While you're at it, take care of the rest of the case. Your CPU cooler may be the culprit for the high noise, or maybe even the case's fans. Leave no dust rabbit un-turned. Again, don't remove the CPU cooler, rotate the case if you have to. If anything is really gunked on, use a q-tip and some 90%+ isopropyl alcohol to rub it off.

If you do all that, CPU and GPU are running at reasonable temperatures, it's still loud, and you're sure the GPU is the cause, you could always turn the fan down in the aforementioned AMD OverDrive manually. Lower it slowly, keep an eye on the temps, until you find a good idle temperature that's quiet. Keep in mind that if you play games after doing this it could cause overheating and you won't know it until you blue screen, or the computer just resets.

If you go the route of buying a GPU, from my limited, at-a-glance type research, here's what I think would suit the situation.

http://www.newegg.com/Product/Product.aspx?Item=N82E16814500294

GTX 650 1GB

It's cheap, at $110, it's supposed to be quiet, and I've seen it recommended on a couple of HTPC forums. It also only calls for a 350W PSU, so you're probably safe there.

In a tomshardware review (http://www.tomshardware.com/reviews/geforce-gtx-660-geforce-gtx-650-benchmark,3297-23.html) the whole computer system comes in at 41.5dB two inches behind the computer case. For reference, http://www.tlc-direct.co.uk/Technical/Sounds/Decibles.htm Look deeper into that review if you'd like actual gaming statistics.

Keep in mind that if your CPU cooler or case fans are the culprit, a new GPU won't fix anything... and if your computer is just dirty, you can fix it for about $10.

I have a bad habit of writing too much, don't I?

EDIT: And for obvious reasons, unplug your computer, and discharge any static electricity before working on it by touching the PSU. I'd feel bad if you fried you motherboard XD

#27 Posted by Jamin724 (185 posts) -

I will try re-cleaning the card but I know it is the GPU because if I am to be honest I ran the PC with the case open and just stopped the fan with my finger. I also did try manually turning down the fan speed and at about 45-50% I can hear it but the sound is not annoying. At that speed I idle around 60 degrees but if I watch a movie it can go up to 90-100 and in one case I did over heat it and had to wait for my PC to cool down. If I put the fan speed on auto it goes up to 75-80%.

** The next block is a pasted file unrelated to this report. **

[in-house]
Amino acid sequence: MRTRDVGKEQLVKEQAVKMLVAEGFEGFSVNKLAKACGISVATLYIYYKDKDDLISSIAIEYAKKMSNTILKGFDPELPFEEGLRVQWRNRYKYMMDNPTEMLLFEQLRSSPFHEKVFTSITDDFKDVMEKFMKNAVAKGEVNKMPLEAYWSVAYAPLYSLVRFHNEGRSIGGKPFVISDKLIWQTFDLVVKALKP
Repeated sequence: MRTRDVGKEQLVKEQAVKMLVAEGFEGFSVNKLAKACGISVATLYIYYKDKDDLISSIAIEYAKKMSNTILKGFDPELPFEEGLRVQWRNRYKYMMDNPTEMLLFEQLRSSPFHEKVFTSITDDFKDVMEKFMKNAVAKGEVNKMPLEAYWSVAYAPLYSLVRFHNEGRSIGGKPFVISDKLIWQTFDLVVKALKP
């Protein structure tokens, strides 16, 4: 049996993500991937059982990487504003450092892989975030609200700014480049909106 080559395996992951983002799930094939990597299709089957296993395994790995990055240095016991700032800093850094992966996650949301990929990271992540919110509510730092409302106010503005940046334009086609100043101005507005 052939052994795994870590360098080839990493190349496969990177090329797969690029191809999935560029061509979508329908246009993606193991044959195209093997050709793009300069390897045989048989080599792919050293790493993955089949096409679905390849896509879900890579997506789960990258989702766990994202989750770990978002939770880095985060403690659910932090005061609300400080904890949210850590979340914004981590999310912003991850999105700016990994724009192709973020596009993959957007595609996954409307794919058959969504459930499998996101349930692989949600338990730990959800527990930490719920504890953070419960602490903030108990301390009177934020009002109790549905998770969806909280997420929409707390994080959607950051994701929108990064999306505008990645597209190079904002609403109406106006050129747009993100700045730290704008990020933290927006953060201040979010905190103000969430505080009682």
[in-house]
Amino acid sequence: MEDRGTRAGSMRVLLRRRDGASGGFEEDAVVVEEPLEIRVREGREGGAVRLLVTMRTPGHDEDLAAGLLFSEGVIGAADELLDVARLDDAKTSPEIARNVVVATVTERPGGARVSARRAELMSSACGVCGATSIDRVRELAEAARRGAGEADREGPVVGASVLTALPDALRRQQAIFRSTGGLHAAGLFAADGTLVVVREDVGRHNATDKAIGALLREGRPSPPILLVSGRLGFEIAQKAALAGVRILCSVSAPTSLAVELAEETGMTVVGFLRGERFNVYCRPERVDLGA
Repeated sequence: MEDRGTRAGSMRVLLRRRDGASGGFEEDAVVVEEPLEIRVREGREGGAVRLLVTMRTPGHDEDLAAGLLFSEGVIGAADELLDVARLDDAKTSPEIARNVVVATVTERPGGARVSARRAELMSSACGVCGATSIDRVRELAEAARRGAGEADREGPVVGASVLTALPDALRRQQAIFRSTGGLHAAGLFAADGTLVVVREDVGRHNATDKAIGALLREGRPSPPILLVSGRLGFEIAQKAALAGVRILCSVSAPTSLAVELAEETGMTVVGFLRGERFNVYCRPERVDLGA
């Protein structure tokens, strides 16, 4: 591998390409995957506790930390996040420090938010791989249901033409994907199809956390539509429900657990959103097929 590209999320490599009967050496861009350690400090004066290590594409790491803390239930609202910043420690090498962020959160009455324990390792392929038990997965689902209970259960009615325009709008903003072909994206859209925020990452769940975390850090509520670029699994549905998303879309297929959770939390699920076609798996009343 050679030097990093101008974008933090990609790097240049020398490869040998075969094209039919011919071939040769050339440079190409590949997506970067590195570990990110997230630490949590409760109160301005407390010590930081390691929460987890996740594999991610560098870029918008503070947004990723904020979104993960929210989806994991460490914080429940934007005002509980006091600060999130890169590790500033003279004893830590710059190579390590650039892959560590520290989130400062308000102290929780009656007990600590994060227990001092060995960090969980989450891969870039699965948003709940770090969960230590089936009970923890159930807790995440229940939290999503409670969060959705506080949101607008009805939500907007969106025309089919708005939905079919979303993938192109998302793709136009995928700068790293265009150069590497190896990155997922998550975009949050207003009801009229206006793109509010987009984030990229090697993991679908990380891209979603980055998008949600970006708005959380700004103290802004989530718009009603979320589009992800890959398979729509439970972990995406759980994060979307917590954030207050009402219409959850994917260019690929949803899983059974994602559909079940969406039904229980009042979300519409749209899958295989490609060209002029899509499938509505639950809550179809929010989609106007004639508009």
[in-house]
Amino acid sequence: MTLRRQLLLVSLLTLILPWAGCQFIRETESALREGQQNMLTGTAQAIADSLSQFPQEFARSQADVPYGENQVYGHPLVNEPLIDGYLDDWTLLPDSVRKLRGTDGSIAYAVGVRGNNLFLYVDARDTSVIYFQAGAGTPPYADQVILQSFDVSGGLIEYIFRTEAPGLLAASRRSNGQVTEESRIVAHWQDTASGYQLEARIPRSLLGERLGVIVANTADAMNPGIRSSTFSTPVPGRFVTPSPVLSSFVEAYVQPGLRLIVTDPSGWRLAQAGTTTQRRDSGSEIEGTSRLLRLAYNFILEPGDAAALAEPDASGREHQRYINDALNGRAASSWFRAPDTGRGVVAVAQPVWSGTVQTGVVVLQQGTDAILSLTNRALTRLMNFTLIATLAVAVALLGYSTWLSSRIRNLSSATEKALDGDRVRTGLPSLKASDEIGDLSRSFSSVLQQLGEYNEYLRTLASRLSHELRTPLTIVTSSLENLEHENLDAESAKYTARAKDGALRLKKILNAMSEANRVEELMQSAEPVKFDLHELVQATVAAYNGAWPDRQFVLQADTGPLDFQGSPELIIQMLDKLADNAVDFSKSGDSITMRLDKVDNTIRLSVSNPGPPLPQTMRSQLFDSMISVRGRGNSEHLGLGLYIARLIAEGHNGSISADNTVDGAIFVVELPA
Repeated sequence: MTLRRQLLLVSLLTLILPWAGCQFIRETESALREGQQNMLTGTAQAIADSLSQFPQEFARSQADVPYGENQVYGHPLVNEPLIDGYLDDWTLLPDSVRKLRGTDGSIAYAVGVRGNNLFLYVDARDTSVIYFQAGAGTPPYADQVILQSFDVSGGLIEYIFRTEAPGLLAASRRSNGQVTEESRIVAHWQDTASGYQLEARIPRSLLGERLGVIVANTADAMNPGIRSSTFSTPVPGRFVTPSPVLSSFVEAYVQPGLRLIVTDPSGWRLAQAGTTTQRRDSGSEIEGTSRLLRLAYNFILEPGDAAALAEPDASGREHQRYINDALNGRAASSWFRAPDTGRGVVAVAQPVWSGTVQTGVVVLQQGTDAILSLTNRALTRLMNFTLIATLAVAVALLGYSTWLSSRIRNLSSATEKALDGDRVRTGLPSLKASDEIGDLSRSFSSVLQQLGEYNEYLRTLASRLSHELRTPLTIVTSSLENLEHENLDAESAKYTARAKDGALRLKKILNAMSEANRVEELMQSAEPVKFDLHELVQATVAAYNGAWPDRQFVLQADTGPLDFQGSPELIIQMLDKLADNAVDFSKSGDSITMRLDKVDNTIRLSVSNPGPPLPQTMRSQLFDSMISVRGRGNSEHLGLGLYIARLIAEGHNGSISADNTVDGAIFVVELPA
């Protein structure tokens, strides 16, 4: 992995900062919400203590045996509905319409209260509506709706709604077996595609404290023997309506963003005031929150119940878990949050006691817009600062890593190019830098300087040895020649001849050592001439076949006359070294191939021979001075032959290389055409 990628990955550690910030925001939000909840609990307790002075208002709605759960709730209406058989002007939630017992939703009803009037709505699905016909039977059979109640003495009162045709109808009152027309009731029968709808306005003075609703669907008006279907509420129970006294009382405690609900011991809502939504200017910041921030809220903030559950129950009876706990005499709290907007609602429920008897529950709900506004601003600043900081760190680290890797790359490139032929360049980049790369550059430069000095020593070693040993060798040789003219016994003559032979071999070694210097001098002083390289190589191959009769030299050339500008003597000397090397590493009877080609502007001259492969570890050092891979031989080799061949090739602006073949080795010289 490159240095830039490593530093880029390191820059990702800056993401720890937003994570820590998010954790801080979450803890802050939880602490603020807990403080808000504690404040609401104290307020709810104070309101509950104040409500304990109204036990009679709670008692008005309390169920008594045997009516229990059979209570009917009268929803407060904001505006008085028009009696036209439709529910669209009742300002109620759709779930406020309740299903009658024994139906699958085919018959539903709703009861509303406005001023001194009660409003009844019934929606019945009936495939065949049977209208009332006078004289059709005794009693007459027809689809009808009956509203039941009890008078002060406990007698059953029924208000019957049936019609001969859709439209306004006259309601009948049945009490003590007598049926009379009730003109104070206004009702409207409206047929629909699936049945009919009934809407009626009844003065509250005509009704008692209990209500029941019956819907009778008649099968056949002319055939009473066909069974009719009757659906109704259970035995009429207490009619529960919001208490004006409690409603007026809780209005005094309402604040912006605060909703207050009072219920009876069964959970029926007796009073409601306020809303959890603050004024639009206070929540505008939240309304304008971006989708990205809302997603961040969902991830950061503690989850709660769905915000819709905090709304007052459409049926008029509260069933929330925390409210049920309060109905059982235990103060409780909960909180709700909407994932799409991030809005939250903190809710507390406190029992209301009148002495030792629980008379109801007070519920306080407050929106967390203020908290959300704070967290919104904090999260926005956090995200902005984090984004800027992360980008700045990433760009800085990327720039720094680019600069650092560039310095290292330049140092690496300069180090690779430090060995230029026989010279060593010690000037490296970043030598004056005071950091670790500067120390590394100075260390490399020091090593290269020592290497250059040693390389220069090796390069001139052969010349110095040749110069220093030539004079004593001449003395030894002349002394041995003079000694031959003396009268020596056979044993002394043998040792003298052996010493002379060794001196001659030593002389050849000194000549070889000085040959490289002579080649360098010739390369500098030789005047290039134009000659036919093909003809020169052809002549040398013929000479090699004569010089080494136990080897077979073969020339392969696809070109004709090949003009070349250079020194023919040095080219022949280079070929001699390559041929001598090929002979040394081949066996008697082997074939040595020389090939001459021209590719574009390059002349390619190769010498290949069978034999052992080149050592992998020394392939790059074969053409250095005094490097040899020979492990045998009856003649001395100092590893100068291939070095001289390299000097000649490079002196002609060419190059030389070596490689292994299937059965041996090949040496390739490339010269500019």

#28 Posted by Crona (51 posts) -

@jamin724 said:

I will try re-cleaning the card but I know it is the GPU because if I am to be honest I ran the PC with the case open and just stopped the fan with my finger.

Judging by how you wrote that you probably already know, but doing that is a really bad idea. I have a couple of 7970's OC'd in my computer set to an aggressive fan profile, but even so, they generally don't go past mid 70 degrees or 75% fan speed at full load (and they're crossfired, so things are tight in there!). That said, maybe your generation of ATI cards wasn't as efficient/quiet at cooling. You might be stuck with upgrading if a quieter system is a must have.

Try re-cleaning, make sure that you've got ample pressure coming out of the compressed air, and follow my instructions. 50% fan speed and 60 degree idle temps seems high to me (but again, I may just be spoiled). If that doesn't work, $110 is a cheap, minimal upgrade (it may even be a minor downgrade in actual graphical performance) or you could look for something second hand.

Good luck!

#29 Posted by VACkillers (1060 posts) -

You can pick up a Zotac GTX 760 for $220 which will set you good for a long while at least. Its not magorly expensive and only 20$ more if you can spare that

http://www.newegg.com/Product/Product.aspx?Item=N82E16814500306

The cards under 200$ mark aren't that great in my opinion but if thats all you can afford then that is what you can afford. Otherwise you'll be looking at a GTX 660, 660 ti doesn't seem to be sold anymore? and thats at a 180$ price tag, for which you might just as well get the 760 which by far is the much better card for the price. AMD R9 series cards is really your only other option, but I'm not an AMD guy when it comes to their graphics cards so... take what other advice is on this thread with a grain of salt I suppose.

#30 Posted by TriBeard (127 posts) -

If you can get a 760 for that price, that is for sure what I would do. It's a better performer than the R9 270x and only about 10 bucks more expensive at most, comparable at best. You would also get shadowplay and streaming, if that interests you. Either of those cards will keep you going for a good part of the generation of consoles (IMO) at least. It's definitely a better option.

Also, power supply upgrades are super easy, and you can get one that would power your system at a very reasonable cost, probably around 50-60 bucks. However, PSU's are one thing that if you invest in, you won't have to reinvest for a long time. So get the best you can afford. As far as hooking them up though, they are all just plug and play, and everything is keyed so it only fits in one way.

#31 Posted by Devildoll (877 posts) -

No PSU upgrade will be necessary if you're going for a 270x or GTX 760 though, both use dual 6pin pci-e power connectors, and your power supply has two of those.

They both peak at roughly 170 watts each so nothing is going to explode either.

#32 Posted by Brendan (7734 posts) -

This may be a silly question but if you're mainly watching video do you need a discrete graphics card? If your CPU has integrated graphics that should be enough.

#33 Edited by Devildoll (877 posts) -

@brendan: even though i think he has a i7 2600k, i dont think his dell motherboard has outputs for the video.

edit: well actually, on the psu picture, you can clearly see a vga connector.

#34 Edited by TriBeard (127 posts) -

@devildoll: Fair enough. I missed when he said what his PSU had, and I knew those cards didn't take a whole lot, but I didn't know how much it was. If that's all they take, I would worry about it anyway.